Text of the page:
Take the 2-minute tour ×
Stack Overflow is a question and answer site for professional and enthusiast programmers. It's 100% free, no registration required.

I have a Picture box inside a Groupbox in my form with the Picture of a radar set as the background picture. My intention is to dynamically load tiny Jpeg images within the radar area (overlaid) at runtime but I am unsure as to the best way to achieve this. All crazy ideas welcomed (but I would prefer sane easy to do ones). Thank you all.

share|improve this question

4 Answers 4

up vote 3 down vote accepted

It depends a lot on what your "radar" needs to look like, but almost certainly you'll need to implement the Paint event handler, and draw the contents of the radar display yourself. A picture box will only get you so far ("not very").

GDI+ is very easy to use to draw circles, lines, text, and images, and will give you complete control over how your display looks.

share|improve this answer

As for actual example:

  // Among others
  using System.Collections.Generic;
  using System.Drawing;
  using System.IO;

  class TinyPic {
    public readonly Image Picture;
    public readonly Rectangle Bounds;

    public TinyPic(Image picture, int x, int y) {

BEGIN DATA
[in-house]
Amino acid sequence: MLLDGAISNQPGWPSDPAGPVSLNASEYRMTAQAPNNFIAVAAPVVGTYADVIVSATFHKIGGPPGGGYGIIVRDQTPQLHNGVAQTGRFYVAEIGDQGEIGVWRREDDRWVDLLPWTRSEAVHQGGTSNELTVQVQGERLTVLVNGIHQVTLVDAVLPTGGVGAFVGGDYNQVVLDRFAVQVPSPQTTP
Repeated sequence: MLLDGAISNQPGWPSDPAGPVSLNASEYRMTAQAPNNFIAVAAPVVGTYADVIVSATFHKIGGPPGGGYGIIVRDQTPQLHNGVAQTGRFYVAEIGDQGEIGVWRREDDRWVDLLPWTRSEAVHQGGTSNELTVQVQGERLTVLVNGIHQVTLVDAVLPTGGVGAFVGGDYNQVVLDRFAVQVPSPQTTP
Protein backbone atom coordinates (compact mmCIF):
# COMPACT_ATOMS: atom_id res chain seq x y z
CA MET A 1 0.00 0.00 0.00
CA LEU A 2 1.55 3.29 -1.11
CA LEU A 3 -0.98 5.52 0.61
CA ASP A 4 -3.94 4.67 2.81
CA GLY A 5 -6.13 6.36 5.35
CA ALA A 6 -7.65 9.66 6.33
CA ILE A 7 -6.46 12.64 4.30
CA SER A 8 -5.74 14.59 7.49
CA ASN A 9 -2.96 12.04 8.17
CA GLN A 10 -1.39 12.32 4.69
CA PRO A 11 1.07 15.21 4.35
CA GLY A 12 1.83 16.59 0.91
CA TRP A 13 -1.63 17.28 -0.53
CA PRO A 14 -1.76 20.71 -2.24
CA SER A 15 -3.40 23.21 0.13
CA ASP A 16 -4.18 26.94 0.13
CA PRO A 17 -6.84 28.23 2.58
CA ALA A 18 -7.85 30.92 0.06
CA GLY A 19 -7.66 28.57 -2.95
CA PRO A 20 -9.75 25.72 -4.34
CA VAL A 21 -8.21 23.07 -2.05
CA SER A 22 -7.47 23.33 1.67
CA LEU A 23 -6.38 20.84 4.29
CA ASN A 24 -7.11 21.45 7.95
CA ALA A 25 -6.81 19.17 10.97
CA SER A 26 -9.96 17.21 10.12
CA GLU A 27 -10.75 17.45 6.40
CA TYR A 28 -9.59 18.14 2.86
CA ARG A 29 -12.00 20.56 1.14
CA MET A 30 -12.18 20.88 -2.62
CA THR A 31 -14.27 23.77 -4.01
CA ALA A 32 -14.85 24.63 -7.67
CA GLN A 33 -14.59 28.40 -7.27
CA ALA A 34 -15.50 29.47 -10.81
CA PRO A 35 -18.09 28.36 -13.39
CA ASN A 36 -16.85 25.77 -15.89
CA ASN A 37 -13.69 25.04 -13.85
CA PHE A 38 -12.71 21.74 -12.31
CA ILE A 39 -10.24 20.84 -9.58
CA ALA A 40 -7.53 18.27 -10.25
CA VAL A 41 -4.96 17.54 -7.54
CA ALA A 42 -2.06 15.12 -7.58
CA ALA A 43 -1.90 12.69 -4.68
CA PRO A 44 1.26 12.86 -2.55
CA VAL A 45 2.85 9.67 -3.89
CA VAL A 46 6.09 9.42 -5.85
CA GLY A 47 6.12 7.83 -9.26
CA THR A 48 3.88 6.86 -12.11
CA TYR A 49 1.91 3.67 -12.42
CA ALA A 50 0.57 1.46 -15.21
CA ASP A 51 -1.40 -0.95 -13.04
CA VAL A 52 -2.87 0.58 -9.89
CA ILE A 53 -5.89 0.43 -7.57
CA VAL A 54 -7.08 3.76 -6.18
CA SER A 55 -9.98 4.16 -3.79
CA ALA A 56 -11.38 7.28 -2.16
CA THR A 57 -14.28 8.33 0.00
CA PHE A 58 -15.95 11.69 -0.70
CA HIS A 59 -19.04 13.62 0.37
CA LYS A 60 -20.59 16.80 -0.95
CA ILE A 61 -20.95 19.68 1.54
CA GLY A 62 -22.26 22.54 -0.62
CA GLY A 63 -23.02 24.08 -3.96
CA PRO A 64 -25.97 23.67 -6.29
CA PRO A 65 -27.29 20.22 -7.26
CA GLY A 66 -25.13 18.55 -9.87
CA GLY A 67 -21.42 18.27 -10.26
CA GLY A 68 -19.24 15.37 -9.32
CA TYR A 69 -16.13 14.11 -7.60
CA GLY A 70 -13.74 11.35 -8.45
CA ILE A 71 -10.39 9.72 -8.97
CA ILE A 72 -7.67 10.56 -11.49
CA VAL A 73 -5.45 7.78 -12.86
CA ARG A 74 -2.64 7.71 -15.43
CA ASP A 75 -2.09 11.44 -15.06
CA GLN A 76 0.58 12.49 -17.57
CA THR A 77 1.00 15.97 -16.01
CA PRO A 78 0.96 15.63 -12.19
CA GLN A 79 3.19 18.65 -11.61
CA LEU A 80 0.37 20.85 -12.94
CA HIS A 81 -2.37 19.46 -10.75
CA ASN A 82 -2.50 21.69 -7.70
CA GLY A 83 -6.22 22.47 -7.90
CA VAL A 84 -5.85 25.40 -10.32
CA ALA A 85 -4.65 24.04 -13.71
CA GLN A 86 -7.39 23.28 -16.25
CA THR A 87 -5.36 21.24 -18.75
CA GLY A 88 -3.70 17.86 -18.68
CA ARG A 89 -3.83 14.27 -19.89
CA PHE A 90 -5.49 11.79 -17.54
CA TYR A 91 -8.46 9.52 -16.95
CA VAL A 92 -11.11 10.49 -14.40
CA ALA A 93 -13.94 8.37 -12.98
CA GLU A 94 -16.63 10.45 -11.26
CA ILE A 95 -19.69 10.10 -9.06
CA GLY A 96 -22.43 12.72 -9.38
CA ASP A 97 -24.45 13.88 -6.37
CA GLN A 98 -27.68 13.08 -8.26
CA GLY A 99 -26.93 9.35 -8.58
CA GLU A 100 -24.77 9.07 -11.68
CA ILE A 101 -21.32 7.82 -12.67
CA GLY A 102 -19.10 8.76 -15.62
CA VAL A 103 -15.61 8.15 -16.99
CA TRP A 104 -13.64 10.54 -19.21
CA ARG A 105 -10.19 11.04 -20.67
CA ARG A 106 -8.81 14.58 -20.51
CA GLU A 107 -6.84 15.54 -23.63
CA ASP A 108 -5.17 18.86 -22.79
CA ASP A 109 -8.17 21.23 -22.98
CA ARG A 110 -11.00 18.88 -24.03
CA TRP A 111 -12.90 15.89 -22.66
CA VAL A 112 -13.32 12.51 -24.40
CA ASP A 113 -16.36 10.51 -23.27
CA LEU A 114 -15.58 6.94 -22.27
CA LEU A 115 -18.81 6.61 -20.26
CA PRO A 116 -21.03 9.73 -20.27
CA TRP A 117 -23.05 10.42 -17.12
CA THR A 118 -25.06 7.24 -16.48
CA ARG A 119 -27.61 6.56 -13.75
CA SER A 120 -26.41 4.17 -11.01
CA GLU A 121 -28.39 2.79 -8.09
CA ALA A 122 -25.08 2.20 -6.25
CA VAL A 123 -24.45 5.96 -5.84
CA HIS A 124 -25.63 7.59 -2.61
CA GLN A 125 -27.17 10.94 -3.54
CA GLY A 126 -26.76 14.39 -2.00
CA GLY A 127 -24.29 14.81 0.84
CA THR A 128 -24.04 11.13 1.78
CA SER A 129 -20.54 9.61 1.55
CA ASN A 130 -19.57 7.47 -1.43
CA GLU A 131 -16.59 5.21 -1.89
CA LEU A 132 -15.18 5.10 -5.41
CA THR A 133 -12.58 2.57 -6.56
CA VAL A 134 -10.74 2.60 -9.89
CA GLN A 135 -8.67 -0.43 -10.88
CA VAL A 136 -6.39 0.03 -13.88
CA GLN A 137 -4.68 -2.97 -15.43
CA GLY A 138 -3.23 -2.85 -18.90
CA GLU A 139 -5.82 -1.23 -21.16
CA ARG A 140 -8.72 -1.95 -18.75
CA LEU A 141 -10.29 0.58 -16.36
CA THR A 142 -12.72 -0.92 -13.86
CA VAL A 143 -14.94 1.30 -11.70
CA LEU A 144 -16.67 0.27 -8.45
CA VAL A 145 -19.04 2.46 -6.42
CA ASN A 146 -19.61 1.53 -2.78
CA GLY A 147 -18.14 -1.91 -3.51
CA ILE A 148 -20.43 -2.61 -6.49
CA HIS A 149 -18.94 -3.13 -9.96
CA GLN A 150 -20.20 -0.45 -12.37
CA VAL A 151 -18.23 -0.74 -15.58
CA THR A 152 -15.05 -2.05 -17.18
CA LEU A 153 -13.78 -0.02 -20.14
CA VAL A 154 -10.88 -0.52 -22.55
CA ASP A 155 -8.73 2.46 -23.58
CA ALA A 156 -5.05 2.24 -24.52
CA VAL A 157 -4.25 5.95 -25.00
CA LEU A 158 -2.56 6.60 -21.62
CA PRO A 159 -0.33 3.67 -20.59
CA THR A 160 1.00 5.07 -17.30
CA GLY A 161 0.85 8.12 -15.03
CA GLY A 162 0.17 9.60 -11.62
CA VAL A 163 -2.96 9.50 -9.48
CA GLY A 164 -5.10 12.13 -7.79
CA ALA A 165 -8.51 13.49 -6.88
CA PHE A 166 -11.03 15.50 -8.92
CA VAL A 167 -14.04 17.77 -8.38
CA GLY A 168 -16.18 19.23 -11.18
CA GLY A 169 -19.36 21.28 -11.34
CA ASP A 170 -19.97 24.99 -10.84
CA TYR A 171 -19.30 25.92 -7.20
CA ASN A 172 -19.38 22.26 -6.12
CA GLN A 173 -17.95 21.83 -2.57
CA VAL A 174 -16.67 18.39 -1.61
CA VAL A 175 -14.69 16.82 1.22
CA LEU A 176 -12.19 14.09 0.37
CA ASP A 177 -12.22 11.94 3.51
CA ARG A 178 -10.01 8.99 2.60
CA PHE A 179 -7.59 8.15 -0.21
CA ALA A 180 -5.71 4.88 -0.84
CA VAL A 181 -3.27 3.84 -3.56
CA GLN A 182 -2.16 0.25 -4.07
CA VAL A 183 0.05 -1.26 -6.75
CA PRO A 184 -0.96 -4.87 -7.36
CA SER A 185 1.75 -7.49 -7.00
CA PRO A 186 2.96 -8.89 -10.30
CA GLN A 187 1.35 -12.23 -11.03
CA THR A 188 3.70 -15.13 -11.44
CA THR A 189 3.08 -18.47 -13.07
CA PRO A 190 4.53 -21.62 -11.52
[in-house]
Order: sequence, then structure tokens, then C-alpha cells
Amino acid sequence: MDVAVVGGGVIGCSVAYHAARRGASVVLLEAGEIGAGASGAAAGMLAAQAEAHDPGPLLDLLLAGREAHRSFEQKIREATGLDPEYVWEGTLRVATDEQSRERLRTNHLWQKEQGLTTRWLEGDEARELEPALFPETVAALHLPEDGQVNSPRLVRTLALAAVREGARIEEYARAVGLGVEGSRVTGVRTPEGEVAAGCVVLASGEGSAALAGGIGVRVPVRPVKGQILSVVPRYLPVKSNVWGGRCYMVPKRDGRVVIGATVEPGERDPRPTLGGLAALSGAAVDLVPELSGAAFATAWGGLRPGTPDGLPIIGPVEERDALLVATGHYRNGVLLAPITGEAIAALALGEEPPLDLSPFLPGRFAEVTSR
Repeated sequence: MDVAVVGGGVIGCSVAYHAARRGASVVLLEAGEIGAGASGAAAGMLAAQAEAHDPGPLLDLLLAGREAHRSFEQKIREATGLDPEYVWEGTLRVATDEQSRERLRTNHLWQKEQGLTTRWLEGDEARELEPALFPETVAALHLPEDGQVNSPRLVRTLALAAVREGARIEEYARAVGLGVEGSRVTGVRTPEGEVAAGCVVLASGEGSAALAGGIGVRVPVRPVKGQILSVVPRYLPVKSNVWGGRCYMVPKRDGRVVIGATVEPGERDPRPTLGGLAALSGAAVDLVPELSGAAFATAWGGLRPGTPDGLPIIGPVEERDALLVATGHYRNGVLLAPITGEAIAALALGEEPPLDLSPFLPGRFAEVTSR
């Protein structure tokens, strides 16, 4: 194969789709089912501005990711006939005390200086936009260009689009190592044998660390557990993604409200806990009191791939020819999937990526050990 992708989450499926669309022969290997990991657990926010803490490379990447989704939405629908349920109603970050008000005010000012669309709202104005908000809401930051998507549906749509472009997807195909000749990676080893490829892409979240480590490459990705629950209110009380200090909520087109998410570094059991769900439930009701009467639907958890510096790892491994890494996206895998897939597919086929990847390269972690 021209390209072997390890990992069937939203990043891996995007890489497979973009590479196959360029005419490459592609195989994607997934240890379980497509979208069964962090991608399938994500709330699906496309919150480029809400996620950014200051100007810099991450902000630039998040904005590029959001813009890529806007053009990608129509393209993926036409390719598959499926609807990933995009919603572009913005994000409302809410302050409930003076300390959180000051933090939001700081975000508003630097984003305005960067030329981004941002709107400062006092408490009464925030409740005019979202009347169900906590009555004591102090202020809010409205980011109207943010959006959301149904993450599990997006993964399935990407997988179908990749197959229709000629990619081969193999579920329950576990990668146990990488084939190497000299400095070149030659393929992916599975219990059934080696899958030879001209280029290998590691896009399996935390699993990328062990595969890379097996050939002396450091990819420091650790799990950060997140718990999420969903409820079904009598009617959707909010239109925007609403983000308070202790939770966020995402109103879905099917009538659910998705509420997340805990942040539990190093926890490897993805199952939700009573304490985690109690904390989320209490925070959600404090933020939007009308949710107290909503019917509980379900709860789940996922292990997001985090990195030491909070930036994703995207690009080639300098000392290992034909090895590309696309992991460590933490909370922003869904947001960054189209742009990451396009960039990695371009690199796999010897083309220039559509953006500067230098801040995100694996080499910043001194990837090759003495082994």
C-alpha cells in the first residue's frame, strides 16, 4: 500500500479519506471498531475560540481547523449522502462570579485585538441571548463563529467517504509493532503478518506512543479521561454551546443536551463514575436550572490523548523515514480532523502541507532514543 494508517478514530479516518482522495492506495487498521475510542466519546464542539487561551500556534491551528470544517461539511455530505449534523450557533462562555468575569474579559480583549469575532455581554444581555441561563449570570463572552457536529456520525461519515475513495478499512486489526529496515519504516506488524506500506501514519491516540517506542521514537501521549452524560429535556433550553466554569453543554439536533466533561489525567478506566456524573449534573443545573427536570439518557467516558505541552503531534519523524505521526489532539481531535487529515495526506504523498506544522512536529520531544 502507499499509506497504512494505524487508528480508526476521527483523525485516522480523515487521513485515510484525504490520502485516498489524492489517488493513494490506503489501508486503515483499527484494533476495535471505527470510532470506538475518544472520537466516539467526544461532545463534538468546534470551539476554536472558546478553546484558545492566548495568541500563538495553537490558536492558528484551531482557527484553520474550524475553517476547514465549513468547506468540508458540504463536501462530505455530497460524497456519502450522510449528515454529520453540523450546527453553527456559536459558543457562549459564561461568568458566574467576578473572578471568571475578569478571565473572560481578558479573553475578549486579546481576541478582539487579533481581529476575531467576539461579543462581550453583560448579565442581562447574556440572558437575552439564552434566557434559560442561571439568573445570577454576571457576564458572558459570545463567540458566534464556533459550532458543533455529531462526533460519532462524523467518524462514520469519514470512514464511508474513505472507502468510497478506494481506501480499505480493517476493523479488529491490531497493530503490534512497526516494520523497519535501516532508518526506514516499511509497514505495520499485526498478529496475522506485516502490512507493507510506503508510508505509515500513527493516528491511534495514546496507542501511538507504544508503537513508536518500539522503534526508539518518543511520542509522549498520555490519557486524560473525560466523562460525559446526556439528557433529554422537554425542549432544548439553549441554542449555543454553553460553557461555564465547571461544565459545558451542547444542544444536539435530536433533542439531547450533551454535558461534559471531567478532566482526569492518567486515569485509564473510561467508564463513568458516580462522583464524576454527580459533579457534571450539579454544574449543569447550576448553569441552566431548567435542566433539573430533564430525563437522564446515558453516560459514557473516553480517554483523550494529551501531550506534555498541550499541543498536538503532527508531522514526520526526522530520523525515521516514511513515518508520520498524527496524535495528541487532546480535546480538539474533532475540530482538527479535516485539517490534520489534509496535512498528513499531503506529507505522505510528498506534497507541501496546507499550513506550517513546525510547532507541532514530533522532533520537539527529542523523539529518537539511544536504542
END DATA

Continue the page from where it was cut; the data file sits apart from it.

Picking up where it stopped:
Picture = picture;
      Bounds = new Rectangle(x, y, picture.Width, picture.Height);

  class MyForm : Form {

    Dictionary<String, TinyPic> tinyPics = new Dictionary<String, TinyPic>();

    public MyForm(){
      InitializeComponent(); // assuming Panel myRadarBox
                             // with your background is there somewhere;
      myRadarBox.Paint += new PaintEventHandler(OnPaintRadar);

    void OnPaintRadar(Object sender, PaintEventArgs e){
      foreach(var item in tinyPics){
        TinyPic tp = item.Value;
        e.Graphics.DrawImageUnscaled(tp.Picture, tp.Bounds.Location);

    void AddPic(String path, int x, int y){
      if ( File.Exists(path) ){
        var tp = new TinyPic(Image.FromFile(path), x, y);
        tinyPics[path] = tp;

    void RemovePic(String path){
      TinyPic tp;
      if ( tinyPics.TryGetValue(path, out tp) ){

This of course is very basic, assumes image source is path and doesn't take care of many intricate things, but that's the quick and dirty jist of it which you can certainly build on.

share|improve this answer
Cheers..... Having not done GDI+ or any graphics pprogrammingin C# and a Deadline looming (This was sprung on me <48 before deadline) This could help.. –  Dark Star1 Aug 17 '09 at 0:59

Click here to run a sample application that demonstrates the basics of how to do radar (or one way, at least). Note: this application does not do double-buffering or transparency of the tiny image.

Source code for the project is here.

Update code:

public partial class Form1 : Form
    private Bitmap _canvas;
    private float _sweepStartAngle = -90;
    private float _sweepAngle = 15;
    private SolidBrush _sweepBrush = new SolidBrush(Color.Red);
    private Rectangle _sweepRect;
    private Timer _sweepTimer = new Timer();
    private Bitmap _submarine;
    private Point _submarinePosition = new Point(0, 0);